Lecture Description

In this lecture, Doyle provides an overview of the international reaction to Lincoln’s assassination, setting the stage for what he calls “international Reconstruction.” No longer fearful of European intervention on behalf of the Confederacy, U.S. foreign policy sought successfully to create a zone of friendly, independent nations surrounding America. Surrounded by European adversaries during the war, the U.S. watched France leave Maximilian to his fate in Mexico. Days later, Russia sold Alaska to the U.S., Britain announced the Dominion of Canada, a home-rule autonomous polity, and Spain agreed to pull out of wars it had provoked with Peru and Chile, and the following year, faced rebel Cubans demanding an end to Spanish rule and slavery. The Cuban Revolution failed, but the U.S. played a crucial role in pressuring Spain to put slavery on the road to extinction; Brazil followed. In Europe, British workers mounted massive public demonstrations that forced Parliament to grant suffrage reform in 1867. Spanish revolutionaries toppled the throne of Bourbon Queen Isabella II the next year and promulgated a short-lived but exciting democratic regime. French republicans overthrew Napoleon III in 1870 and ushered in the Third Republic. The same year, Italy fulfilled its Risorgimento, making Rome its capital and reducing the once vast temporal power of the pope to Vatican City.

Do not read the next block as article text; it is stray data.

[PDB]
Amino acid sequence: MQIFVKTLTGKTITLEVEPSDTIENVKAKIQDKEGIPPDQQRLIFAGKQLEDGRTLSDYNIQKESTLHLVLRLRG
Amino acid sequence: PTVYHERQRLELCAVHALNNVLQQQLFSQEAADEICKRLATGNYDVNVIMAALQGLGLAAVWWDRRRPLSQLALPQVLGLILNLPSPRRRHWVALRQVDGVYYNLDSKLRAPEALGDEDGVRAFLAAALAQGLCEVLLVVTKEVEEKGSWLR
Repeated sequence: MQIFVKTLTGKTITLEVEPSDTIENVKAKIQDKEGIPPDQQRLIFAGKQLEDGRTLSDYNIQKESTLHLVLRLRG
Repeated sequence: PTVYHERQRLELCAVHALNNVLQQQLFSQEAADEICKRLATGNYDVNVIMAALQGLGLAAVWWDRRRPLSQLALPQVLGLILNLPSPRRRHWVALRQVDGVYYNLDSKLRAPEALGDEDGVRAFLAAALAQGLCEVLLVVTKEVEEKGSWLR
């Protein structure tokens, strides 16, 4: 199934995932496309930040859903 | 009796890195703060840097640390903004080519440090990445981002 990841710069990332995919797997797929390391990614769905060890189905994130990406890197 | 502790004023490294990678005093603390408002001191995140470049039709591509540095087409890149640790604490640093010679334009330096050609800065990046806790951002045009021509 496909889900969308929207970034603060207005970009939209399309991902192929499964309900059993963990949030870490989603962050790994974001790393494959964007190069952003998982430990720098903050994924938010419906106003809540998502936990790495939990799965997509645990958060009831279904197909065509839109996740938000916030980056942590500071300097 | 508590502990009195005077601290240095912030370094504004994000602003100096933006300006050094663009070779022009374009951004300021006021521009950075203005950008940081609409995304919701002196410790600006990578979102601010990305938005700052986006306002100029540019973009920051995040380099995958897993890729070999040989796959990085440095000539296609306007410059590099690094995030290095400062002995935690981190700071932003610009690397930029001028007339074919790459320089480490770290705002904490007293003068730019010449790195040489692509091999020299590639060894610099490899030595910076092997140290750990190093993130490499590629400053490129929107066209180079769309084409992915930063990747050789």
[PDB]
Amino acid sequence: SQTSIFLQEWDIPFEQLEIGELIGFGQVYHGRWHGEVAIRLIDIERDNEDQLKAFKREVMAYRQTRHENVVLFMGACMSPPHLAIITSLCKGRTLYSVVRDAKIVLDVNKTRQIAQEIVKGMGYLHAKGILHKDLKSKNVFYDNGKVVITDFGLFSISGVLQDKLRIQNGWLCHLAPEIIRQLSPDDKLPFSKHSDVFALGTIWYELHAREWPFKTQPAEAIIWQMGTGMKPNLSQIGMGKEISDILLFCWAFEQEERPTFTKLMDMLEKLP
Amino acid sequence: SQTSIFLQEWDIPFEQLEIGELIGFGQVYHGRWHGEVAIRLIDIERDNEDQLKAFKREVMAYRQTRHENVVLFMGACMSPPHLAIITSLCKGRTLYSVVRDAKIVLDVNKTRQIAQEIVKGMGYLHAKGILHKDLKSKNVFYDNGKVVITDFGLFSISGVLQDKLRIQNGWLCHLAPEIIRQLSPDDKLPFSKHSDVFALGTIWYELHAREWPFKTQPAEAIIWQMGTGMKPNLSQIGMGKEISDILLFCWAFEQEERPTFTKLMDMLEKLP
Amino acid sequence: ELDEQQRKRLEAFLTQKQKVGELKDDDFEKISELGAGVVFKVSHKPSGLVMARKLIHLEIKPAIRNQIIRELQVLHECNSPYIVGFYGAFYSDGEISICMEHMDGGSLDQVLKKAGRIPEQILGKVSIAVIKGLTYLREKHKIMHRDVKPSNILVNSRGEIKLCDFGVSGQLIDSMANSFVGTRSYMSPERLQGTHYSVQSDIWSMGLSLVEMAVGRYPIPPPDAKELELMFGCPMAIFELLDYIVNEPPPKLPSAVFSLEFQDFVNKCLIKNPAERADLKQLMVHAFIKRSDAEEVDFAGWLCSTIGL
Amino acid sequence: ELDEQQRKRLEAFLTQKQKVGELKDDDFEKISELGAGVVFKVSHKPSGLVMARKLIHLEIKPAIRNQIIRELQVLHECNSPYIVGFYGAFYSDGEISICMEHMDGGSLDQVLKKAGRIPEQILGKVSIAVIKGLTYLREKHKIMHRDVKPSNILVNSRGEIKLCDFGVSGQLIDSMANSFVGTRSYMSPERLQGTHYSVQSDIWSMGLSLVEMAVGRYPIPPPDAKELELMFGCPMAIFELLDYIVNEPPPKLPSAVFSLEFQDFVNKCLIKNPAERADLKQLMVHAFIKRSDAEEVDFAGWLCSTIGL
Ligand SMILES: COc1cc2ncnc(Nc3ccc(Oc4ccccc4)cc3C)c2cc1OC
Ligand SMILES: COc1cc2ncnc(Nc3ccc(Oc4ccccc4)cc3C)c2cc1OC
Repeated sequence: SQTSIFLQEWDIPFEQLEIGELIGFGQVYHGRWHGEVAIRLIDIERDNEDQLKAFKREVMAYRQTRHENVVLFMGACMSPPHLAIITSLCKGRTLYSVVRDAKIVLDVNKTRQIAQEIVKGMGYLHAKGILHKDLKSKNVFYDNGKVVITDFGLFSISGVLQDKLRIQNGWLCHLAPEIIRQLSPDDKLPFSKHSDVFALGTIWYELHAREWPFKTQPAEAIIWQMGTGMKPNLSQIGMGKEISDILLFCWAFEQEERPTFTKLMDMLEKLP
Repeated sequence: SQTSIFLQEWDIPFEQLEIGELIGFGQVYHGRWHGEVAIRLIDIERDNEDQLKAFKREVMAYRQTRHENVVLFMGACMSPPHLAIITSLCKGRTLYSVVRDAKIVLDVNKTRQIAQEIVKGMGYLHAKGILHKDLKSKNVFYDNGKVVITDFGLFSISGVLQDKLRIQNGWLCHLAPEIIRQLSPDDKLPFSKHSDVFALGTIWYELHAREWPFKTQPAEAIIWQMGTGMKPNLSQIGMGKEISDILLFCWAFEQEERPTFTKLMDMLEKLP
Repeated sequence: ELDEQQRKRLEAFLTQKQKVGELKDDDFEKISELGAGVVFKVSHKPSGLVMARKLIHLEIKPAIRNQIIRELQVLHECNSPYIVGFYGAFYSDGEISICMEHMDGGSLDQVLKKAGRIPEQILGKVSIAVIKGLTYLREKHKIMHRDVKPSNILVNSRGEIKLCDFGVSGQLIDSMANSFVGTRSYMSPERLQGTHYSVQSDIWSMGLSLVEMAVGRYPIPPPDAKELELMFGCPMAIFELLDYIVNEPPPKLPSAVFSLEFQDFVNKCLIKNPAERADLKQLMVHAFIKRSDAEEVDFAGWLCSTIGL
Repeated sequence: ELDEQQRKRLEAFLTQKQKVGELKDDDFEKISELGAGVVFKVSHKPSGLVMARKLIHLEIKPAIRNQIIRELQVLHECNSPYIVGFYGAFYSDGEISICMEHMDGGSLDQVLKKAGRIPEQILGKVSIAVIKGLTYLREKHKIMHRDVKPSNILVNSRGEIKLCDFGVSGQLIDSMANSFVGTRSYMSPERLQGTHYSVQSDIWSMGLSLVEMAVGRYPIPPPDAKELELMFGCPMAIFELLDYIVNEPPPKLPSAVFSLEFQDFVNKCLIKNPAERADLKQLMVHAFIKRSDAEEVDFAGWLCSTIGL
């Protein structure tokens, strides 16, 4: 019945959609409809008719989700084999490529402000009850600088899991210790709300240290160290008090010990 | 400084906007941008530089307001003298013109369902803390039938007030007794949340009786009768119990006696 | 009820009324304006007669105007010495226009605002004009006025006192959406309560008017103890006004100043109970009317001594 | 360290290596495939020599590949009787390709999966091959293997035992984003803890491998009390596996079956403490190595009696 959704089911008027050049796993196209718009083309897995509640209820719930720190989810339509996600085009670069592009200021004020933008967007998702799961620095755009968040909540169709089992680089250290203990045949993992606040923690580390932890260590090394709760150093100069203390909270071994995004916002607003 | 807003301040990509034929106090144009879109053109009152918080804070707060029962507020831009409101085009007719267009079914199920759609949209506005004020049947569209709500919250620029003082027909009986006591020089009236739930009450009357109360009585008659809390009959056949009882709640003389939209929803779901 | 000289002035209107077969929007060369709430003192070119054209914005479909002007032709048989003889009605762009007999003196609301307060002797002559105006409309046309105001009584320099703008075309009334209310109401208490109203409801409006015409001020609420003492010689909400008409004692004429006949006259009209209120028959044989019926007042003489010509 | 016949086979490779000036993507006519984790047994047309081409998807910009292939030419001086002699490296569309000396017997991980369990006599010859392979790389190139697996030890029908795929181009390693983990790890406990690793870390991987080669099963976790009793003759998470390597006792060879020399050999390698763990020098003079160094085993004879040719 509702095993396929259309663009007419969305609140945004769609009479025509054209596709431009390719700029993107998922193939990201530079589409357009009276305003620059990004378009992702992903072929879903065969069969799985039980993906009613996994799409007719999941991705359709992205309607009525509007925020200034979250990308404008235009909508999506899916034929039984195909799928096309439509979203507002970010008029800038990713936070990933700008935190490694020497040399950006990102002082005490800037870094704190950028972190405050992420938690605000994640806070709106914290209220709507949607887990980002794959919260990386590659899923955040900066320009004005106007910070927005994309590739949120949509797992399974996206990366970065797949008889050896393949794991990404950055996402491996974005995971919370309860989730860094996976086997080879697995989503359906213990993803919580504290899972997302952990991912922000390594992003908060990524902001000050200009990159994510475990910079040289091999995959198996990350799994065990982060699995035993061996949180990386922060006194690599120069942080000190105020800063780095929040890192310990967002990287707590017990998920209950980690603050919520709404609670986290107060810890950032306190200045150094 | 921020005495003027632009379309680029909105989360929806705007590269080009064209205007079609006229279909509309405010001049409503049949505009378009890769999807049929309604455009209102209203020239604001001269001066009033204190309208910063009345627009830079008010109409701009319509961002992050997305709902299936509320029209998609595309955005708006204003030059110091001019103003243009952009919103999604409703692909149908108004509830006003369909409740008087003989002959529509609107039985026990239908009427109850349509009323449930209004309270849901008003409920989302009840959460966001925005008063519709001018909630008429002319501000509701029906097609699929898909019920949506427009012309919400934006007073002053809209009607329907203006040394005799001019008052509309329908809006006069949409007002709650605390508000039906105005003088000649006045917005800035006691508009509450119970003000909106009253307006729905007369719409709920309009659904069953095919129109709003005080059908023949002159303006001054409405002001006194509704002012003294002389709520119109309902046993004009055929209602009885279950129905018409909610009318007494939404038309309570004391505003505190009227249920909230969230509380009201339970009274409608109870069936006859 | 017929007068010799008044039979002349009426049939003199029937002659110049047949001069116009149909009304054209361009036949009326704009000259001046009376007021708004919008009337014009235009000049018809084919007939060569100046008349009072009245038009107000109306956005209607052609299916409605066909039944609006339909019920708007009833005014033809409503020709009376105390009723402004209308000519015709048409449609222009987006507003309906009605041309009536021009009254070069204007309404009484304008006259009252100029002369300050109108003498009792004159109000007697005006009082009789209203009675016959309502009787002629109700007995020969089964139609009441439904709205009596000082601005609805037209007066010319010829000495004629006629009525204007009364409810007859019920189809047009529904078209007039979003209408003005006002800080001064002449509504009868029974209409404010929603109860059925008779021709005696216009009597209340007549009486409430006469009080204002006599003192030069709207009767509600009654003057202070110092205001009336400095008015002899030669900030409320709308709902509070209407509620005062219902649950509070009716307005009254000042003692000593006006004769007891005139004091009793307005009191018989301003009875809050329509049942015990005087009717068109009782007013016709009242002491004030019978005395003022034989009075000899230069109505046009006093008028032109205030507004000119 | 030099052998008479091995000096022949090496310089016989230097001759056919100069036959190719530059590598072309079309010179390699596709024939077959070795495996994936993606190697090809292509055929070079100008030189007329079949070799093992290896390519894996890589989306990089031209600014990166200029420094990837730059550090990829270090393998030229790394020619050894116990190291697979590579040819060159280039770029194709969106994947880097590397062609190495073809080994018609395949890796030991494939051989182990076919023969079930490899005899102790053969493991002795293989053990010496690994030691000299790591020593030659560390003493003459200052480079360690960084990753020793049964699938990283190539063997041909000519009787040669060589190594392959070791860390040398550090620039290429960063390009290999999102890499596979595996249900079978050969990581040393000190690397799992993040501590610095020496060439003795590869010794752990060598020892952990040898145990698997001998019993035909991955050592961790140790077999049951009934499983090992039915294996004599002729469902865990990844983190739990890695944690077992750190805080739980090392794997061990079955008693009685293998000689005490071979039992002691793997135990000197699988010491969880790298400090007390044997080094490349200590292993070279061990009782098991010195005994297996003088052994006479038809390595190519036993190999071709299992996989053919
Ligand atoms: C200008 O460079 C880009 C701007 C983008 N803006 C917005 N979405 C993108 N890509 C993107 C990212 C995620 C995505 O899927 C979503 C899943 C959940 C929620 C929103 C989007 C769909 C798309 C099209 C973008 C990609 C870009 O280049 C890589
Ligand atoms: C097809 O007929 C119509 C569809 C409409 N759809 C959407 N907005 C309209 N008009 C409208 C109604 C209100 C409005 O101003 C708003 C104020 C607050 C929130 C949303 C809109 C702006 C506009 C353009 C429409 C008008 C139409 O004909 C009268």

International Relations Lincoln

ALL TOPICS & TITLES: Go back to all topics and titles.

More Distinguished Lectureship Program Resources